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Guilty, So Are We


Guilty, So Are We

Berlin - September, 12, 2010 - Four hundred human rights advocates and members of the Baha'i-community gathered in Berlin in order to speak up against the conviction of the seven Iranian Baha'i leaders. If they are guilty, so are we!

At the beginning of August, the two women and five men were sentenced to 20 years in prison after they had been in pre-trial detention for more than two years. This has recently evoked international protests and the attorney of the Baha'is, peace nobel laureate Shirin Ebadi said that these seven Baha'is are innocent and were convicted solely due to their membership in the Baha'í-religion.

In front of the Brandenburg Gate, Markus Löning, Human Rights Commissioner of the Federal Government of Germany said that the continuous flouting of human rights in Iran cannot be tolerated. Furthermore he emphasized “We will continue to do our job until human rights are upheld for the people in Iran“. Claudia Roth, chairwoman of the party Bündnis 90/Die Grünen called the arrest and conviction of the seven Baha'i, who constituted the national coordinating committee of the Iranian Baha'i-community, “an act of sheer arbitrariness and nothing else”. Freedom of faith and religion are not acts of “mercy of those in power“ or „governmental clemency“, said Roth, but a “cornerstone of the human rights conventions of the present”.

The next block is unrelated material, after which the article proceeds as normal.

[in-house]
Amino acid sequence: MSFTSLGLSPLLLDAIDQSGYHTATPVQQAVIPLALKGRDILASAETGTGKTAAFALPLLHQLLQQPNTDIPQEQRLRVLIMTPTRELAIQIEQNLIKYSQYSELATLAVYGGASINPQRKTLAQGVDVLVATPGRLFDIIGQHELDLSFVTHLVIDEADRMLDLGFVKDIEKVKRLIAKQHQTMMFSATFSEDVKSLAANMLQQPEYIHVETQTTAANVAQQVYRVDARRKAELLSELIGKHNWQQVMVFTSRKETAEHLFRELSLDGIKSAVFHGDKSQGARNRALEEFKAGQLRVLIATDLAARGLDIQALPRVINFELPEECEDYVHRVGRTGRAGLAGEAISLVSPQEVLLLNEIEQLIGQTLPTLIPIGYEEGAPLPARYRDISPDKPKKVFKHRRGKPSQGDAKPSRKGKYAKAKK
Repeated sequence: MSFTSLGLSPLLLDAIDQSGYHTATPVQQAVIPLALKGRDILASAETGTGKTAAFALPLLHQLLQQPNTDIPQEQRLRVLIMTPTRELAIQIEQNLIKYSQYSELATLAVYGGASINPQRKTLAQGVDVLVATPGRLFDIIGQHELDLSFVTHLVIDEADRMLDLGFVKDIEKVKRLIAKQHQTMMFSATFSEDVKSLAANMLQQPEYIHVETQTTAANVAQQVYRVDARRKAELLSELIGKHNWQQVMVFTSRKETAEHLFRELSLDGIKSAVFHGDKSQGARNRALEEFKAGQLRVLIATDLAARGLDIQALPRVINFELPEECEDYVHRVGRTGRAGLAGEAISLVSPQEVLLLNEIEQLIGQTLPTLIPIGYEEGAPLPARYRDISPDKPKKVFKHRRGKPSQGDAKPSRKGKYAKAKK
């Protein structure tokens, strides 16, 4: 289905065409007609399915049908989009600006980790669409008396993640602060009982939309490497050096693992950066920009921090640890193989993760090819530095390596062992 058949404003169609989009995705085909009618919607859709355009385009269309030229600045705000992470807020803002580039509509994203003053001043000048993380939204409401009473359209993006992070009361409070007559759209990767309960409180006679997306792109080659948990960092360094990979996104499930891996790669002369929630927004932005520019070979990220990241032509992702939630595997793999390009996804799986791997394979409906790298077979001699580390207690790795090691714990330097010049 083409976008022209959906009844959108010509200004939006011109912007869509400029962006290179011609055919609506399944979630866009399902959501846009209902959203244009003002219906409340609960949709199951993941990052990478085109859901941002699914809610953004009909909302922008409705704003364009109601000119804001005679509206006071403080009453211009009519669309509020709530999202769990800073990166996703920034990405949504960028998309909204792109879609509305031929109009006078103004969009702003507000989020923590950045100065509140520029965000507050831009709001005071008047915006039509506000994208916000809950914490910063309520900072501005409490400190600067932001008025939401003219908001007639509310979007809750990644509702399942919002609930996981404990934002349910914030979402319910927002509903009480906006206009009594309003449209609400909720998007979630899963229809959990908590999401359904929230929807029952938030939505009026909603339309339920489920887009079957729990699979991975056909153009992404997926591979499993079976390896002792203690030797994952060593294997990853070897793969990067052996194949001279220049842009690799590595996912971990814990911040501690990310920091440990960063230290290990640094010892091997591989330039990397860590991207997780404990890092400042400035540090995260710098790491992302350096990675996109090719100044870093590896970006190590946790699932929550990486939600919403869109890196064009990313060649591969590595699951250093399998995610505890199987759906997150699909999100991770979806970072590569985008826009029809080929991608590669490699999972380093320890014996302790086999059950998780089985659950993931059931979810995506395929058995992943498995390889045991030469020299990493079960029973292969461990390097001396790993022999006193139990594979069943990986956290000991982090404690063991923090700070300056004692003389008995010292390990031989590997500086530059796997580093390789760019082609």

Mehran Barati, an Iranian politician living in Berlin in exile, thanked the prisoners for not denying their ideals and faith. They supported the interests of all Iranians, religious or not, and thus accepted the risk of persecution. They were convicted because they wanted to exercise their human right of freedom of religion. “Therefore they are confined in Iranian dungeons for defending the civil- and human rights of each and every Iranian”, Barati said.

Kamal Sido, Society for Threatened Peoples, recalled article 18 of the Universal Declaration of Human Rights. Frauke Seidensticker, German Institute for Human Rights, stressed the obligation of the Iranian government, based on this article, to grant religious freedom to the Baha'i.

The event was organised by Human Rights Network United4Iran. One-meter-sized letters were held in front of the cameras spelling words of solidarity and compassion in order to spread them in Iran with the help of digital media.

With more than 300,000 adherents, the Baha'iare the largest religious minority in Iran. As members of a post-Islamic religion they are not protected by the Iranian law but outlawed. They are more than five million Baha'i worldwide.

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